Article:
AKRON, Ohio — Officials confirm two Akron Public Schools were briefly locked down Monday afternoon after a student brought a gun into one of the buildings.
According to APS, students had told teachers they believed one of their classmates was carrying a weapon, and within minutes staff and security located the individual and found a firearm in his fanny pack. The student is a seventh-grader at Litchfield Community Learning Center.
"How is a gun able to get past the metal detectors when it even flags my phone going through the metal detectors?" sophomore El'Dria Thrasher-Johnson wondered. "They didn't notice the kid had it until the end of the day, that's really dangerous."
Both Litchfield and Firestone CLC were placed on lockdown from roughly 2 p.m. until 2:30. No one was hurt, and it is unknown at this time if the student might face charges.
"Akron Public Schools praises the smart thinking of our students who followed through on rumors they had heard," the district said in a statement. "As we say, if you see something, say something."
The incident is just the latest in a series of episodes that have brought the safety of Akron Public Schools into question. Within the last month, students were stabbed at both Firestone and Buchtel CLCs, and at least two fights at Ellet led to a heavy police presence.
Thrasher-Johnson was at Firestone last month during the first stabbing. That was one of the reasons she made the decision with her mom to transfer to East CLC.
"That was a really big scare for me when that kid came in with a knife and she said that she didn't know what would happen next," Thrasher-Johnson said. "It's school. We should be able to come here and learn without having to focus on that stuff."
In the wake of the troubles, the city's teacher's union overwhelmingly rejected a fact-finder's recommendations for a new labor contract, claiming concerns over the welfare of those in the buildings are not being addressed.
"We are blessed that something enormously tragic hasn't happened already," Akron Education Association President Pat Shipe told 3News. "That is a concern of ours every day."
In a letter sent to parents Monday evening, Akron Superintendent Christine Fowler-Mack called the incident "absolutely unacceptable" and stated she has directed staff members at middle and high schools to conduct "routine" metal detector and backpack checks that had previously been "random." She also clamed the district is "working to upgrade, install and expand our safety equipment and related personnel" while also completing various safety and security audits.
"As we have emphasized over the last few weeks, school safety is foundational for good teaching and learning," Fowler-Mack wrote. "It is a priority and must be a shared responsibility, as evidenced by the increased offer of city government, safety officials, and community agencies and partners to integrate efforts around this important problem."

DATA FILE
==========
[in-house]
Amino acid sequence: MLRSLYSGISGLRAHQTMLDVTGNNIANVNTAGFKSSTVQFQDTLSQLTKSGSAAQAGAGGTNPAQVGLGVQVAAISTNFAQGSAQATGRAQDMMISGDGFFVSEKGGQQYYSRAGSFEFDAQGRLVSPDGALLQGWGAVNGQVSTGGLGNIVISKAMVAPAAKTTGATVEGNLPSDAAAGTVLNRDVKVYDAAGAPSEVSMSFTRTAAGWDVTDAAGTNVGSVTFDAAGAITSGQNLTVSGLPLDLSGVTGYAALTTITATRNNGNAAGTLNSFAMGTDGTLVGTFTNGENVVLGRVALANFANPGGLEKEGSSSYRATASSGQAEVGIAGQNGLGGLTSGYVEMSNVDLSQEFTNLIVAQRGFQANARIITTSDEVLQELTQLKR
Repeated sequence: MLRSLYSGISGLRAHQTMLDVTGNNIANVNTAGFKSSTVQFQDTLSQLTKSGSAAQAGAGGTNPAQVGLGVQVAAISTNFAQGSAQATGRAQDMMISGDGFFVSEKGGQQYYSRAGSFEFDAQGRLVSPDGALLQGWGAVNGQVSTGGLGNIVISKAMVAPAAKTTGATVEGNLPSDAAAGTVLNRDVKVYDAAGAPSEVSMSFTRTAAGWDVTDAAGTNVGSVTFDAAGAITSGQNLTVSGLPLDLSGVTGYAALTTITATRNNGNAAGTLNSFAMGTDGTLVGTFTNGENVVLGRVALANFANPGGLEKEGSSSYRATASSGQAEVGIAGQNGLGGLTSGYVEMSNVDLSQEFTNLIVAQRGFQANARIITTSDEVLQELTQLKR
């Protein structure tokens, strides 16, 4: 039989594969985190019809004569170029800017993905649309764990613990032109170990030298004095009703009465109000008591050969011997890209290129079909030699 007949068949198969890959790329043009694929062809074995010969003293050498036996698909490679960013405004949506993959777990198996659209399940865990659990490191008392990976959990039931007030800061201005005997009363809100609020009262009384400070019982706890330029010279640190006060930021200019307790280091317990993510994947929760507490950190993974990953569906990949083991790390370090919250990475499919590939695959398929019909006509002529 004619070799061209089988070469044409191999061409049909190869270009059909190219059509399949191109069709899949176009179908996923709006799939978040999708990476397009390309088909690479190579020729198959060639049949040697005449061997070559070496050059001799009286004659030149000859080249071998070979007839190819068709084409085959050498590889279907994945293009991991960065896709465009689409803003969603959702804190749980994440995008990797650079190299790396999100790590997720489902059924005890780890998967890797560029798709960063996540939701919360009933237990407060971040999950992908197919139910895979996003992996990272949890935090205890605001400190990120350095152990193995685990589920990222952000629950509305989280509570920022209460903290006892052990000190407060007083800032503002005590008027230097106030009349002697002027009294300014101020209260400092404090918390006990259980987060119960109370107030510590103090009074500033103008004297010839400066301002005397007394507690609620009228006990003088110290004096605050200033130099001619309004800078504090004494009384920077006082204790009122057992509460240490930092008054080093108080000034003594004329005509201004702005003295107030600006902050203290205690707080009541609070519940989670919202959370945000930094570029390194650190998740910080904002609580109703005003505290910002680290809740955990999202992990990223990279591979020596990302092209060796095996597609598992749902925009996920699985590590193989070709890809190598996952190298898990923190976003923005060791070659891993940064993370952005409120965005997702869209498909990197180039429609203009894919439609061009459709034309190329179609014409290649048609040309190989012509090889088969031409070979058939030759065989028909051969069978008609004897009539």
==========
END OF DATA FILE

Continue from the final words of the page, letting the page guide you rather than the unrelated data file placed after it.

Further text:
APS also wants to expand preventative programs and services. Thrasher-Johnson suggested something else, as well.
"If you're so angry at someone that you feel the need to threaten them and their life, then you should really talk to someone about that," she stated.
A proposal is being put together to call for new metal detectors at APS middle and high schools. It will be presented at the next board meeting on Dec. 12.
You can read Fowler-Mack's full letter below:
"To: Parents and Caregivers of APS Students:
"Regrettably, I need to share information about a serious safety incident that occurred today at Litchfield CLC. Several students had alerted school administrators that a student was in possession of a weapon shortly before 2 p.m.
"Administrators, APS security and school resource officers responded immediately, and within minutes, the student was in the custody of police and now faces serious charges for possession of a gun.
"This is absolutely unacceptable and reinforces our shared concern and focused attention to safety, security, and accountability in our schools.
"As we have emphasized over the last few weeks, school safety is foundational for good teaching and learning. It is a priority and must be a shared responsibility, as evidenced by the increased offer of city government, safety officials, and community agencies and partners to integrate efforts around this important problem.
"Akron Public Schools takes safety seriously; we are working to upgrade, install and expand our safety equipment and related personnel. Soon we want to be at the point where new, high-tech metal detection equipment is in place every day.
"We are certainly impatient to complete security audits and upgrades and to make it easier to keep weapons out of our schools. Anxiety increases with each incident. So does our resolve to do everything we can to ensure our schools are safe.
"In addition to the hardware, we continue to expand our preventative measures programs, practices, and mental health support services and are committed to regularly updating staff, families, and the community on those steps.
"At this time, I am issuing an order for staff to modify the current practice of random use of metal detectors and backpack checks to routine use in middle grades and high schools. A safety audit currently underway includes a review of the needs of our elementary schools.
"In the meantime, each of us owes a debt of gratitude to the students and administrators whose quick actions ensured a student with a weapon in his possession posed no harm to students or staff today. Please remind your students to do as our students did today: 'if you see something ... say something.'"